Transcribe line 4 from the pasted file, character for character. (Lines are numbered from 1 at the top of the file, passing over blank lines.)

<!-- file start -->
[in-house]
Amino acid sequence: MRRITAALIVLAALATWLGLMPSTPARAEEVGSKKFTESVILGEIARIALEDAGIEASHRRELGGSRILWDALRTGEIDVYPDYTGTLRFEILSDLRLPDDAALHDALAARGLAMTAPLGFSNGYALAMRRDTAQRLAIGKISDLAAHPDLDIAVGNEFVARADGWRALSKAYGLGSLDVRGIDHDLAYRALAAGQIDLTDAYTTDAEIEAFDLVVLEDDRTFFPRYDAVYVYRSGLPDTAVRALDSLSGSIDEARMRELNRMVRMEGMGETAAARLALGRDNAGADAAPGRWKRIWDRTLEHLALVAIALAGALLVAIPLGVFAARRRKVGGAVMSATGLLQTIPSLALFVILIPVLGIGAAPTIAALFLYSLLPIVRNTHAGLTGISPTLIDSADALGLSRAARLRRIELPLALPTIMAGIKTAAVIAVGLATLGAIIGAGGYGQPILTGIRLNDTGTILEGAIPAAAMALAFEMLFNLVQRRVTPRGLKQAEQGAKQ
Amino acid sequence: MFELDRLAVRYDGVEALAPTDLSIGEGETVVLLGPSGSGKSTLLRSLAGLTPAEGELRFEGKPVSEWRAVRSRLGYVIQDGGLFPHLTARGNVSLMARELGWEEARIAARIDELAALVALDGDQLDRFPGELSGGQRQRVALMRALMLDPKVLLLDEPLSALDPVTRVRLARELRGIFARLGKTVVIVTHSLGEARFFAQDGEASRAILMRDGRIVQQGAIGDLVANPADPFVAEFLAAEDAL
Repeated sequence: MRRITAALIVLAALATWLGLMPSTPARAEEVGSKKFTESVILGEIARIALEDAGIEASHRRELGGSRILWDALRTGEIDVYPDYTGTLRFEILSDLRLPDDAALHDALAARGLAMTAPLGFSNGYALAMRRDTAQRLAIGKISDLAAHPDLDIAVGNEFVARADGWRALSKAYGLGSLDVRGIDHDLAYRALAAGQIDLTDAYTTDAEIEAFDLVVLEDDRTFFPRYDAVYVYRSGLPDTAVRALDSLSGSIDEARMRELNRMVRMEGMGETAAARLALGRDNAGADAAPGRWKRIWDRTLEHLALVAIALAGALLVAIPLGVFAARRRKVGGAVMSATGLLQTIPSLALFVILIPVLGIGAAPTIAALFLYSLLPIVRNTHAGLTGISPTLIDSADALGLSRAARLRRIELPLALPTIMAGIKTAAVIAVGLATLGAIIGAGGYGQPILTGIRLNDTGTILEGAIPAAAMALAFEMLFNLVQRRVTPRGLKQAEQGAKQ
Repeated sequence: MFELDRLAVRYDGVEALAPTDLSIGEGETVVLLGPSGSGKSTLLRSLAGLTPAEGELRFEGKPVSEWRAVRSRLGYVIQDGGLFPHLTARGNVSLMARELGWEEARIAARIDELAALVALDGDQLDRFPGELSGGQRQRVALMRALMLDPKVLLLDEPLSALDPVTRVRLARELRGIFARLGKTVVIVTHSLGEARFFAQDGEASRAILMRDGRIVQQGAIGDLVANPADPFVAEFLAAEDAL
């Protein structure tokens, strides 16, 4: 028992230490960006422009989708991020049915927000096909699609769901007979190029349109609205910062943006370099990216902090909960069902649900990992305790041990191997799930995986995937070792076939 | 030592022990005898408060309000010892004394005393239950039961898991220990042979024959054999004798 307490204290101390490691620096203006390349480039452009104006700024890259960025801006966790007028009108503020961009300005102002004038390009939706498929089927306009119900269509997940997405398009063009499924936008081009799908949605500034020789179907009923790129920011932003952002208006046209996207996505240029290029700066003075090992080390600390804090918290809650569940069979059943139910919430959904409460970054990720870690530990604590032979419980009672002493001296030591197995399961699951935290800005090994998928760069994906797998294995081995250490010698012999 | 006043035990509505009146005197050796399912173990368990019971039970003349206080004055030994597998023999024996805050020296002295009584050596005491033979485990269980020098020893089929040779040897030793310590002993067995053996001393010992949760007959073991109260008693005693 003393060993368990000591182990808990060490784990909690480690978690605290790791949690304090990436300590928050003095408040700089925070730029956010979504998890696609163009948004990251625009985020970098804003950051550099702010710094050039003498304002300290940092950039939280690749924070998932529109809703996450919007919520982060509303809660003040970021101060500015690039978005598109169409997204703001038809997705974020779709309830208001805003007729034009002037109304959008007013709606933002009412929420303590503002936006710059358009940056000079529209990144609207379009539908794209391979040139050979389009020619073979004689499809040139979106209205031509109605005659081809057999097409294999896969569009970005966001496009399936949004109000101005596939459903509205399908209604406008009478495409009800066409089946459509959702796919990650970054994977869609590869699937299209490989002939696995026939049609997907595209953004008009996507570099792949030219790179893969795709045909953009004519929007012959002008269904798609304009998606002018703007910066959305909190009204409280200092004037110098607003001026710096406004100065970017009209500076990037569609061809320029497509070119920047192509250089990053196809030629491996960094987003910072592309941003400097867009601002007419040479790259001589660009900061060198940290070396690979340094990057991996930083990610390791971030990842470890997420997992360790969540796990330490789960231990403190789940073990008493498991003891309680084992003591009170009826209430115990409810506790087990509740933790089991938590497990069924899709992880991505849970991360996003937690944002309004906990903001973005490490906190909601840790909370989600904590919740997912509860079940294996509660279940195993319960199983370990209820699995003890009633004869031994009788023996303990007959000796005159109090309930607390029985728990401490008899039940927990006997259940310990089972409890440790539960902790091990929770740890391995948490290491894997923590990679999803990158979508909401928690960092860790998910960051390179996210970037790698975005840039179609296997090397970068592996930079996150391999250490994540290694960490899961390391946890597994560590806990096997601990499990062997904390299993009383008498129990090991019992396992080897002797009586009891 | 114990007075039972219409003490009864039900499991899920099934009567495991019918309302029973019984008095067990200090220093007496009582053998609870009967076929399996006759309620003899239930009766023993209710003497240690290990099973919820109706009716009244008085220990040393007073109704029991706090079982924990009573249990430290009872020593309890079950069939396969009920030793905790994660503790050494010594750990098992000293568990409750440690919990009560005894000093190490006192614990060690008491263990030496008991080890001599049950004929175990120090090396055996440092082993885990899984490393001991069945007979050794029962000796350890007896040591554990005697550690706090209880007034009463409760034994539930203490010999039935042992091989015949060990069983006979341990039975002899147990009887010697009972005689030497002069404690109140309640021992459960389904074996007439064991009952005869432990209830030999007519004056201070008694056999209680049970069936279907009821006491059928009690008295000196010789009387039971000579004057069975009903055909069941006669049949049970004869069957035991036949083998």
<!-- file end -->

Repeated sequence: MRRITAALIVLAALATWLGLMPSTPARAEEVGSKKFTESVILGEIARIALEDAGIEASHRRELGGSRILWDALRTGEIDVYPDYTGTLRFEILSDLRLPDDAALHDALAARGLAMTAPLGFSNGYALAMRRDTAQRLAIGKISDLAAHPDLDIAVGNEFVARADGWRALSKAYGLGSLDVRGIDHDLAYRALAAGQIDLTDAYTTDAEIEAFDLVVLEDDRTFFPRYDAVYVYRSGLPDTAVRALDSLSGSIDEARMRELNRMVRMEGMGETAAARLALGRDNAGADAAPGRWKRIWDRTLEHLALVAIALAGALLVAIPLGVFAARRRKVGGAVMSATGLLQTIPSLALFVILIPVLGIGAAPTIAALFLYSLLPIVRNTHAGLTGISPTLIDSADALGLSRAARLRRIELPLALPTIMAGIKTAAVIAVGLATLGAIIGAGGYGQPILTGIRLNDTGTILEGAIPAAAMALAFEMLFNLVQRRVTPRGLKQAEQGAKQ